September 4, 2019

$125 million in NM military projects being diverted to fund border wall

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Airman 1st Class Deandre Curtiss/U.S. Air Force photo

The front gate of Holloman Air Force Base on Jan. 6, 2009.

Two projects at military bases will see their funding sent to fund the construction of a border wall between the United States and Mexico.

In all, the federal government is diverting the funds from 127 military projects totaling $3.6 billion toward the construction of the wall. The U.S. Department of Defense says the diversion will be temporary.

The projects in New Mexico that saw their funding eliminated, at least temporarily, are $85 million for an Unmanned Aerial Vehicles (UAV) training facility for  at Holloman Air Force Base and $40 million originally slated for an information systems facility at White Sands Missile Range.

U.S. Rep. Xochitl Torres Small, who represents the area and sits on the House Armed Services Committee, said she was “appalled at the Administration’s decision to divert military construction funds allocated for projects essential to our national defense to build a fiscally irresponsible border wall.”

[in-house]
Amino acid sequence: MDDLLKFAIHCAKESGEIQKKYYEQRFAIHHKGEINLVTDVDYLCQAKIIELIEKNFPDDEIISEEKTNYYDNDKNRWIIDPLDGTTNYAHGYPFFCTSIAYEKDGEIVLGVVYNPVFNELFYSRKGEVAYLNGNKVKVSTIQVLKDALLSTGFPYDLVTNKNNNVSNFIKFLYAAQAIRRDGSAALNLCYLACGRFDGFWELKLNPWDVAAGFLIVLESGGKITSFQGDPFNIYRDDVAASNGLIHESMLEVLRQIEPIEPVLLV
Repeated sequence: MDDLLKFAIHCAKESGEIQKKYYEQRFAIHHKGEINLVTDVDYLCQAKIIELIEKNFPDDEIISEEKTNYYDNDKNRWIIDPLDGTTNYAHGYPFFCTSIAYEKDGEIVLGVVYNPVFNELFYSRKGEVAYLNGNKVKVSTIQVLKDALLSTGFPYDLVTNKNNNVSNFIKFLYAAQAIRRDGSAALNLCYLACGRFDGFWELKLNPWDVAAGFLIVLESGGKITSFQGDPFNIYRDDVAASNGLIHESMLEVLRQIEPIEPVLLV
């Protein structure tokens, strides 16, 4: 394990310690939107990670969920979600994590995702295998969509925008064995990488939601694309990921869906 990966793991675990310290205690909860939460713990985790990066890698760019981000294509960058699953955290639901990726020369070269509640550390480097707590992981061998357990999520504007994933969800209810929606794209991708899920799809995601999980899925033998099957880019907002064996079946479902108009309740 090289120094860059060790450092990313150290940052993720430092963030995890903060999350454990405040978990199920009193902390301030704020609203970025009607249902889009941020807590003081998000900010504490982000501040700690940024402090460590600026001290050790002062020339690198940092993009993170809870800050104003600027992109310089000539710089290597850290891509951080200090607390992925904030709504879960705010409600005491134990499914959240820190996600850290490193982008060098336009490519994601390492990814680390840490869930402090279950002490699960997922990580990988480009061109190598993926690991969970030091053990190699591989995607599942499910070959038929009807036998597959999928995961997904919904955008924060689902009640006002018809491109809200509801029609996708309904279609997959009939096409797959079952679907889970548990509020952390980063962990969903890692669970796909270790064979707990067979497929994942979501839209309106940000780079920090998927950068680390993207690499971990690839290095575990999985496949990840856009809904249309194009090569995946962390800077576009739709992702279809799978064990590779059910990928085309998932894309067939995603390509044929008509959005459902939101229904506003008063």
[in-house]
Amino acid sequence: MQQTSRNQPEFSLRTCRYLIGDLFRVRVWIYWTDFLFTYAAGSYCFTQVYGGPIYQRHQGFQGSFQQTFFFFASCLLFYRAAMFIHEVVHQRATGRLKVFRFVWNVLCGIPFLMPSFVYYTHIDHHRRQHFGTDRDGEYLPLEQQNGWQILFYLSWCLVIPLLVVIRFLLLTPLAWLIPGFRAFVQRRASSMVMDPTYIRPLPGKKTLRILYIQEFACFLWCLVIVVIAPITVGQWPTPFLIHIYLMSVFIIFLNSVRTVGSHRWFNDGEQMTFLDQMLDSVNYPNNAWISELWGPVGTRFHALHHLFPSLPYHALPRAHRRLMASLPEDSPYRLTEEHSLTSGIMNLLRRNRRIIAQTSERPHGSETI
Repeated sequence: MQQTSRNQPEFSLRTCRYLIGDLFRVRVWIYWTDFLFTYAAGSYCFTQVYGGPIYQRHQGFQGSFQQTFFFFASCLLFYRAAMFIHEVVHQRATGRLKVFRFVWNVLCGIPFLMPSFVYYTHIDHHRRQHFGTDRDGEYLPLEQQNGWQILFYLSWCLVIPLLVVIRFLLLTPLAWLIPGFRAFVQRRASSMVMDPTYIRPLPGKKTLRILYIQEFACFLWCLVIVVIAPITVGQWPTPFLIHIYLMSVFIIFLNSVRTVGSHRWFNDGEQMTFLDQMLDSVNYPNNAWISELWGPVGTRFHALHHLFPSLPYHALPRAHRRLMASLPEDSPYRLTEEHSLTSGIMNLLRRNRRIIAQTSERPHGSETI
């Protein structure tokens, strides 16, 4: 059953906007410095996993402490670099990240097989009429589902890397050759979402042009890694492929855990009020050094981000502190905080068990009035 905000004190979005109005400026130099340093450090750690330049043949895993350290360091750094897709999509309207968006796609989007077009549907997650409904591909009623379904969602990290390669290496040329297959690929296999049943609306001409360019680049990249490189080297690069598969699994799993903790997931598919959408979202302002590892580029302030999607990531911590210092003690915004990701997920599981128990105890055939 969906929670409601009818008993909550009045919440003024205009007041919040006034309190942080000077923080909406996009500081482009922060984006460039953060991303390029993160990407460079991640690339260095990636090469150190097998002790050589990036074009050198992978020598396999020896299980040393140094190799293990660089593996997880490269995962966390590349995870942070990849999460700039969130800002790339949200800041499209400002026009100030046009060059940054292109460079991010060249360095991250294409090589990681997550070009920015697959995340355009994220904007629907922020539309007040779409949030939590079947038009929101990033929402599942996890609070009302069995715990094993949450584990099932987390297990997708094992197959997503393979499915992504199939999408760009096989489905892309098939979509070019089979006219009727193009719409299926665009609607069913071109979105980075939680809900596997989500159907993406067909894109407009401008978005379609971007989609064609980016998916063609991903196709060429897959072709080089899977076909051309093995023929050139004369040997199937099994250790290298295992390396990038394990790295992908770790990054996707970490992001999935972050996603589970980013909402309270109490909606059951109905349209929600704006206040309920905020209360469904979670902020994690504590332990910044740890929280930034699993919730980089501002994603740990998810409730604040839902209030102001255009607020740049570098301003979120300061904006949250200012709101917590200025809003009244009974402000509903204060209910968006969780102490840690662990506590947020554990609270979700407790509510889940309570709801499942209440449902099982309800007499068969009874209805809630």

“The Administration’s diversion of $3.6 billion of congressionally appropriated funds, just weeks before the fiscal year ends, is grossly irresponsible and will delay crucial projects at Holloman Air Force Base and White Sands Missile Range,” Torres Small said. “Today’s decision demonstrates to the public that this Administration is willing to sacrifice military readiness for political gain.”

In a statement, U.S. Sen. Tom Udall called it “an outrageous and reckless action by President Trump and his administration.”

“Congress did not appropriate this money for the president’s vanity project, we appropriated it for projects that are key improvements for our service members in New Mexico and for our national security,” he said. “Our men and women in uniform at Holloman, White Sands, and across our state and our country deserve better.”

U.S. Sen. Martin Heinrich also slammed the decision, saying it was “stealing” funding from these projects and that he visited the Holloman UAV facility that saw its funding diverted and saw firsthand that it needs the money.

“The building is falling apart, with some equipment being held together with duct tape,” he said. “To say this facility, which supports training for 100 percent of the Air Force’s MQ-9 crews, urgently needs to be replaced would be an understatement.”

In a letter to Defense Secretary Mark Esper, Udall and the nine other Democrats on the Military Construction and Defense Appropriations Subcommittees demanded answers on the decision.

“The decision to take funds from critical military construction projects is unjustified and will have lasting impacts on our military readiness,” the senators wrote. “It also is contrary to the Congressional intent for section 2808 [national emergencies] and will force actions to limit flexibility and more strictly define how this authority, and others, can be used.”